The 1,280 pages of emails that were produced under court order include mostly administrative correspondence and duplicates of previously released material. But the batch also includes new correspondence from Clinton's 2010 clean-up tour amid the stunning WikiLeaks release of diplomatic cables.
A series of largely redacted emails from 2010 include Clinton's discussions of how she will approach world leaders, as well as how hard she should go after WikiLeaks founder Julian Assange. The newest emails from Clinton were released by the State Department while Assange continued his extended bombardment of the Clinton campaign with regular releases from campaign chairman John Podesta's hacked emails.
In a Dec. 2, 2010, top aide Huma Abedin wrote to Clinton that an ally had suggested Clinton say, "We view this not as a 'clever game' of wiki leaks but rather as a 'criminal act' against the United States of America. He might think this is a clever game today but when he is prosecuted and if convicted he will move from being a clever cyber thief to a convicted criminal -- and will find out that's a whole different kind of game."
Assange has been in asylum at the Ecuadorean Embassy in London for four years, and has blamed Clinton in part for his seeking asylum. Democrats have accused Assange and the Donald Trump campaign of coordinating the release of the Podesta emails with Russia, but Assange told Russia Today that the Russian government was not the source of the emails.
WikiLeaks' release of more than 250,000 diplomatic cables in 2010 -- with stark and cutting assessments of foreign leaders -- created a massive problem for Clinton as she played clean-up in her role as secretary of state. Emails released by the State Department Thursday detail some of the behind-the-scenes scramble inside her office.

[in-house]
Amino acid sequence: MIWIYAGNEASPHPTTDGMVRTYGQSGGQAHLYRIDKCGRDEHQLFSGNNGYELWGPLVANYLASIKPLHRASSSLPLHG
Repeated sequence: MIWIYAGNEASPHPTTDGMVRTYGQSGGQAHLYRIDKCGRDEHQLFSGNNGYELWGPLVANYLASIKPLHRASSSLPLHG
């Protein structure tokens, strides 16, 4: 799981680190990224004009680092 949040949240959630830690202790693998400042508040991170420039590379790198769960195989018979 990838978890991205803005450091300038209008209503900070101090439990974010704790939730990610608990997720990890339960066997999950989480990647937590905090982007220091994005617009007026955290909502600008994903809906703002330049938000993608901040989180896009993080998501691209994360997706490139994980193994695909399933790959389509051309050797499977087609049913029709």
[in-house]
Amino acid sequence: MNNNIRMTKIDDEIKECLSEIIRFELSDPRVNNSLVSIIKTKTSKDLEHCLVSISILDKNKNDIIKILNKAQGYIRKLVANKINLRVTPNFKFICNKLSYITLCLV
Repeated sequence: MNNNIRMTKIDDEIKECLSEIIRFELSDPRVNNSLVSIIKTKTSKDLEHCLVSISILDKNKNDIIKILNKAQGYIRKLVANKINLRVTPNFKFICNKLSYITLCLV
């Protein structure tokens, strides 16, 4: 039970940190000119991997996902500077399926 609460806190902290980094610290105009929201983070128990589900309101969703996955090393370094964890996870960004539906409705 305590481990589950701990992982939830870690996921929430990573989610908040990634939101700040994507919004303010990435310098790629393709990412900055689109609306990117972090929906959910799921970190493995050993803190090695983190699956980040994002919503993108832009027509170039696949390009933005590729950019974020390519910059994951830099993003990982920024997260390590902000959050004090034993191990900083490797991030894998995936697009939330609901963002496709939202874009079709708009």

A Nov. 26, 2010 email about her planned call with French Foreign Minister Michele Aliot-Marie is largely redacted, but includes some background, including bracing for "the first of several articles" that Le Monde was set to publish from the WikiLeaks cables.
A Nov. 27, 2010 from Huma Abedin to Clinton shows them bracing for the impact from the New York Times' publication of WikiLeaks material dealing with the U.S. relationship with Canada.
"Two cables set for release contain especially sensitive information on counterterrorism and intelligence sharing. The depth of bilateral cooperation detailed in the cables may be controversial for Canadians," Abedin wrote in the email.
The latest release follows a compromise agreement reached this September in a Freedom of Information Act lawsuit
. The agreement paved the way for at least 2,900 pages of Clinton's emails to be reviewed ahead of November 8.
None of the new emails contained information marked as classified or newly upgraded to classified, but 18 were near duplicates that included a previously-released email that had been upgraded when originally released.
The State Department was initially tasked with processing 1,050 pages out of about 5,600 work-related emails before the election
as part of an order in a separate FOIA lawsuit. But attorneys for the State Department and VICE News reporter Jason Leopold agreed to an accelerated release before the election.
After an initial review of the documents turned over by the FBI, the State Department concluded a "significant number" of the 5,600 work-related emails were duplicates or near-duplicates of emails already released to the public, and therefore will not be subject to re-release.
Clinton turned over approximately 55,000 pages of her emails in early 2015. Those were processed and produced to the public, with redactions, between May 2015 and March 2016.
An additional 350 pages are scheduled to be released Friday.